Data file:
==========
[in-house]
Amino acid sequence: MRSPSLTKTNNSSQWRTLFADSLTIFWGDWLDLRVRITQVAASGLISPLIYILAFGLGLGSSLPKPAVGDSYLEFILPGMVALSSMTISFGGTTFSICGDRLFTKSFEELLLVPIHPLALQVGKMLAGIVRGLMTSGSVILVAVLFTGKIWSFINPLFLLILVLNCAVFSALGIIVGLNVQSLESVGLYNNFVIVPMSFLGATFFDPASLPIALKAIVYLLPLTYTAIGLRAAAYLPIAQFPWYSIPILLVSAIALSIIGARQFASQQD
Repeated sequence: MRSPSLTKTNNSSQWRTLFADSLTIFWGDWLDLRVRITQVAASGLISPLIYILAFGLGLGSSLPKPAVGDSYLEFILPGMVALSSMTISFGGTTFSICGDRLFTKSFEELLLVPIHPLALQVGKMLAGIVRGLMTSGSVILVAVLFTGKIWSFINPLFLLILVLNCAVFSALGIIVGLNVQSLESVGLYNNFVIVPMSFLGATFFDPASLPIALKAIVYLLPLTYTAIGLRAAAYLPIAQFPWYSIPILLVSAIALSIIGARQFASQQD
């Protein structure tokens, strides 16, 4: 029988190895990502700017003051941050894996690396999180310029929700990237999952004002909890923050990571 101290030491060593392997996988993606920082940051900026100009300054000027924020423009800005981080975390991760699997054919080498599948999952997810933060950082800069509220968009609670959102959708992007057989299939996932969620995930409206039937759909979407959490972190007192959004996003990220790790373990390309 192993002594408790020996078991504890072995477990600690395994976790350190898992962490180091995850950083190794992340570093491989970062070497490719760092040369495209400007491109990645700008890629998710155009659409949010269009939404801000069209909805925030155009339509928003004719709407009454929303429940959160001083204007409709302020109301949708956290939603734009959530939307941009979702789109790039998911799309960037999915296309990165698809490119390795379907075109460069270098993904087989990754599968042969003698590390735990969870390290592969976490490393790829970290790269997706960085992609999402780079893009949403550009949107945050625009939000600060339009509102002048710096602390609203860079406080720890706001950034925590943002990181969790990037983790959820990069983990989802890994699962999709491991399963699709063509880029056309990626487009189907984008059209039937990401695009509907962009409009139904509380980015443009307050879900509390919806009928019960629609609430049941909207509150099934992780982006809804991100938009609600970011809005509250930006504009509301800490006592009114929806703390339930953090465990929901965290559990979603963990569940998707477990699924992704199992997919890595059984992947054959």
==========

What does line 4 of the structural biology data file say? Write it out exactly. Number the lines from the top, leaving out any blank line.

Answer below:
């Protein structure tokens, strides 16, 4: 029988190895990502700017003051941050894996690396999180310029929700990237999952004002909890923050990571 101290030491060593392997996988993606920082940051900026100009300054000027924020423009800005981080975390991760699997054919080498599948999952997810933060950082800069509220968009609670959102959708992007057989299939996932969620995930409206039937759909979407959490972190007192959004996003990220790790373990390309 192993002594408790020996078991504890072995477990600690395994976790350190898992962490180091995850950083190794992340570093491989970062070497490719760092040369495209400007491109990645700008890629998710155009659409949010269009939404801000069209909805925030155009339509928003004719709407009454929303429940959160001083204007409709302020109301949708956290939603734009959530939307941009979702789109790039998911799309960037999915296309990165698809490119390795379907075109460069270098993904087989990754599968042969003698590390735990969870390290592969976490490393790829970290790269997706960085992609999402780079893009949403550009949107945050625009939000600060339009509102002048710096602390609203860079406080720890706001950034925590943002990181969790990037983790959820990069983990989802890994699962999709491991399963699709063509880029056309990626487009189907984008059209039937990401695009509907962009409009139904509380980015443009307050879900509390919806009928019960629609609430049941909207509150099934992780982006809804991100938009609600970011809005509250930006504009509301800490006592009114929806703390339930953090465990929901965290559990979603963990569940998707477990699924992704199992997919890595059984992947054959």